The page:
The Nikkei Purchasing Managers’ Index (PMI), a monthly survey, showed that manufacturing PMI remained unchanged at 51.2 in September. With that, PMI breached the 50-mark for two successive months. A reading above 50 indicates economic expansion, while one below 50 points to contraction.
Consequently, business confidence among manufacturers, which was dented by concerns relating to the goods and services tax (GST), also witnessed some improvement. As the accompanying chart shows, the Future Output Index that touched a three-month low of 59 in June has recovered. The index had hit a low as producers anticipated disruption due to GST. In September, the index moved up to 61.7 and is now back at the level seen in May.
Also, as order inflow improved, manufacturers opted for hiring more manpower in September. According to the survey, the rate of employment growth quickened to the fastest since October 2012. However, the rate of employment itself was modest.
Aashna Dodhia, an economist at IHS Markit and author of the report, said, “September data painted an encouraging picture as the sector continued to recover from the disruptions caused by the introduction of the GST in July. This sustained amelioration reflected expansions in new work and output, supported by stronger domestic demand conditions. Subsequently, business confidence strengthened among manufacturers as they reportedly anticipate long-term benefits from recent government policies. This was confirmed as the sector experienced meaningful gains in employment. That said, output and new business growth remained weak in the context of historical survey data.”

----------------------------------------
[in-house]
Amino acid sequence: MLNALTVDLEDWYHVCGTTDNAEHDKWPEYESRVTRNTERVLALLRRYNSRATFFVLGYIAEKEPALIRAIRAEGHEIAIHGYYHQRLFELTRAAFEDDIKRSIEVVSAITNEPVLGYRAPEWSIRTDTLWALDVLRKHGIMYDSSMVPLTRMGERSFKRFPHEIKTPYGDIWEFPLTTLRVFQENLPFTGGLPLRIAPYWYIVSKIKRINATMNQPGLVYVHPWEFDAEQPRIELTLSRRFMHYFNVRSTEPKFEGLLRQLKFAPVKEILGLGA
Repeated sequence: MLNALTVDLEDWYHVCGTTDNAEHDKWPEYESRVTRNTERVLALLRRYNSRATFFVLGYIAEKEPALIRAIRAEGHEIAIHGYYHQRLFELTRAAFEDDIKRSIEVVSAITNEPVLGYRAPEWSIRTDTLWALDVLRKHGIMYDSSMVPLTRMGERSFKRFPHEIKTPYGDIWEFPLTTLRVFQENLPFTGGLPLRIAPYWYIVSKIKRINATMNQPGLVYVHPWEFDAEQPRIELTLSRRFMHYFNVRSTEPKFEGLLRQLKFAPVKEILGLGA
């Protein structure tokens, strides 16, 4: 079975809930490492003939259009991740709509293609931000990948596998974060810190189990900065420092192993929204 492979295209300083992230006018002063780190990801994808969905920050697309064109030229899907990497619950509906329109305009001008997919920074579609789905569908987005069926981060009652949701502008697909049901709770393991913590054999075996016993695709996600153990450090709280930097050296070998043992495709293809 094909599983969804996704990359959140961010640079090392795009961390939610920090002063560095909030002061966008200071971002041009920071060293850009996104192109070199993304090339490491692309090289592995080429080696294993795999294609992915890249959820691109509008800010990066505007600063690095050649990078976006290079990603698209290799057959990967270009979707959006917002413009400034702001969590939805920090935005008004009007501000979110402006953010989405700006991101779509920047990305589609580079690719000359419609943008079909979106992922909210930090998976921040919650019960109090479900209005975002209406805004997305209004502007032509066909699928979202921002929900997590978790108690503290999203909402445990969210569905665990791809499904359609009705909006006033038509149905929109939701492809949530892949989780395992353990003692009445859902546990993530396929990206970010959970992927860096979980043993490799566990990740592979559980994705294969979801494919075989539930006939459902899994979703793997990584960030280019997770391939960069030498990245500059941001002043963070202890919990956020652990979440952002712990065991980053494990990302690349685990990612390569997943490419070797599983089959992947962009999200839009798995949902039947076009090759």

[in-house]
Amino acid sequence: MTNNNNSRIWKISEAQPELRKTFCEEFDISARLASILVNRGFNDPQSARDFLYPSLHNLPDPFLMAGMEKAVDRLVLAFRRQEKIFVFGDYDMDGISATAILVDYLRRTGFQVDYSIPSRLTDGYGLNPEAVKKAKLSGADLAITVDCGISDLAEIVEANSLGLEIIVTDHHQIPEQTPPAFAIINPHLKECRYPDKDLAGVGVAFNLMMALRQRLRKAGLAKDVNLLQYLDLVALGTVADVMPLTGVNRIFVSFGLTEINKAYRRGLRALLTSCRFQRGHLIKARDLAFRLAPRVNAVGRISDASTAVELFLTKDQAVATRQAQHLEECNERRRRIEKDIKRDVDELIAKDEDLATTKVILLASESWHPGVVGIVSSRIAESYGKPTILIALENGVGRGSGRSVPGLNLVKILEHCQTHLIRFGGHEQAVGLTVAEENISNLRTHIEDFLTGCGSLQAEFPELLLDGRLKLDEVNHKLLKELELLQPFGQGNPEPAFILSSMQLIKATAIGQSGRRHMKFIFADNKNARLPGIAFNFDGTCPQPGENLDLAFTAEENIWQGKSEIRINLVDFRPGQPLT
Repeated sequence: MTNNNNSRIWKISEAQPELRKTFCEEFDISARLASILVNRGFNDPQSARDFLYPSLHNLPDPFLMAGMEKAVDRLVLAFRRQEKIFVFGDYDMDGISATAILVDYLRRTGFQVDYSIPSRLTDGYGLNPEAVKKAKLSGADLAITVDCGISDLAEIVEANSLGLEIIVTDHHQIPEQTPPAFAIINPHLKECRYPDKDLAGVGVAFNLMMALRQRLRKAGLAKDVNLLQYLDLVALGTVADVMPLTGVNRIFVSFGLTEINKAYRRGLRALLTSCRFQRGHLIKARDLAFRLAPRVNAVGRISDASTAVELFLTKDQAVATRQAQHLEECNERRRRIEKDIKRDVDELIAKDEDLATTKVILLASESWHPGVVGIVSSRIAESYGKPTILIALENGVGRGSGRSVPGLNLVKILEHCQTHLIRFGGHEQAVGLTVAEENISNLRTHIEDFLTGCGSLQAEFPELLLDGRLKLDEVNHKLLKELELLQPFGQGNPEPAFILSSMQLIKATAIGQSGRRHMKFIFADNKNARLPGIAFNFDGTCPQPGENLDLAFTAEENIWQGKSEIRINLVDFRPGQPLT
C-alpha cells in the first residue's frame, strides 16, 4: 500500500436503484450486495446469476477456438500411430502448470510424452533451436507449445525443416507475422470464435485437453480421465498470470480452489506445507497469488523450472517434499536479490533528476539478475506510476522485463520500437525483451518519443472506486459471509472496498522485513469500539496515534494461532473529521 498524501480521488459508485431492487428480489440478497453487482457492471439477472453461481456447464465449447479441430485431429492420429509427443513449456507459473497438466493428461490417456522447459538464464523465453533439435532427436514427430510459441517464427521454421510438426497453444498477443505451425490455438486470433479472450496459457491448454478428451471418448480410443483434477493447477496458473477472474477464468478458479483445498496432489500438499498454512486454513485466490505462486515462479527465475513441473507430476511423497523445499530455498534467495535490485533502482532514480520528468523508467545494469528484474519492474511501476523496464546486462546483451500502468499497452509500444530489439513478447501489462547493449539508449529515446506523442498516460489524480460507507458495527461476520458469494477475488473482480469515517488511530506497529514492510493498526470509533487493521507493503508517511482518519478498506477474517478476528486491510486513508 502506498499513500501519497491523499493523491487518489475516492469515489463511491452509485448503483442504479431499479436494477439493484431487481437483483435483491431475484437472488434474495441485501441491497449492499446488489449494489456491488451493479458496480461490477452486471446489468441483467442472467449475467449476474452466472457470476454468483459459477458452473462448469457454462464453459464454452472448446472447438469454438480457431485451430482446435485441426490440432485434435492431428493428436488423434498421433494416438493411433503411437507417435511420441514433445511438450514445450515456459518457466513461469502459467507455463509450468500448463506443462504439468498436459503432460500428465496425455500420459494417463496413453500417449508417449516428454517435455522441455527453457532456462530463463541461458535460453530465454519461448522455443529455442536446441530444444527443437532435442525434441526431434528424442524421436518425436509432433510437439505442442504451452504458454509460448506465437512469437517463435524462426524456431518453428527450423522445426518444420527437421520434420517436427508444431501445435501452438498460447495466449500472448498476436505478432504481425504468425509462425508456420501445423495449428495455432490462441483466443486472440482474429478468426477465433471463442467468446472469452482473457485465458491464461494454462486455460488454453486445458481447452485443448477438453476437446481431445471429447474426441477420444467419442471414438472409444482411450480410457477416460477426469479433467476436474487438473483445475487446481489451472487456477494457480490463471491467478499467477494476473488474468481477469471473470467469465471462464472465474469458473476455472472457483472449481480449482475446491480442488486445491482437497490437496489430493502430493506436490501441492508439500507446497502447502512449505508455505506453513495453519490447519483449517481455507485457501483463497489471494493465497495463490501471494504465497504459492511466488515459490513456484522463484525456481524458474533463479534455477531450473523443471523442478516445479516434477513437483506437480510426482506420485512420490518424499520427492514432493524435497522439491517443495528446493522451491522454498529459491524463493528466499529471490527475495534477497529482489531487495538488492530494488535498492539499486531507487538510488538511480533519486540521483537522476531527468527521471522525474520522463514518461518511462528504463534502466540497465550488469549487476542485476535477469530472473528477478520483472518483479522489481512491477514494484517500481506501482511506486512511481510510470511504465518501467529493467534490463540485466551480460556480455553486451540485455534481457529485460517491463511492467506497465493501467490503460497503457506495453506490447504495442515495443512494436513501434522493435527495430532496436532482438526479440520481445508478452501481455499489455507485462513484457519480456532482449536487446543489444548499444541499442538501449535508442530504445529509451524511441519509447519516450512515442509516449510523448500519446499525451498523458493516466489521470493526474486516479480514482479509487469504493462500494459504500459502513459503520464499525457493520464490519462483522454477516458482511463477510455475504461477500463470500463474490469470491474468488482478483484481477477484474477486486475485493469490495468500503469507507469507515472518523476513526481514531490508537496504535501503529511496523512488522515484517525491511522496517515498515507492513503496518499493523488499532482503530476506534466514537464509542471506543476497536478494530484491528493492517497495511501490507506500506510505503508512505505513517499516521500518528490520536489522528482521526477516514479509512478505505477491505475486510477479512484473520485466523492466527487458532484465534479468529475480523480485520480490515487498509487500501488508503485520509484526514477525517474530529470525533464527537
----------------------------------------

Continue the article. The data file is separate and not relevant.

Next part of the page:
GST has now been in place for three months but ambiguity on refunds and technical glitches relating to filing of GST returns persist. However, the PMI data suggests that the formal sector may be gradually getting accustomed to the new system, which is why their future outlook is showing an improvement.
Given the large share of the informal economy, comprising small and medium-sized units, whether the same is true for them cannot be concluded, since the PMI survey sample usually comprises larger companies.
While the survey offers a glimmer of hope for a recovery in the manufacturing sector, IHS Markit also downgraded its real gross domestic product growth forecast from 7.1% to 6.8% for fiscal year 2018.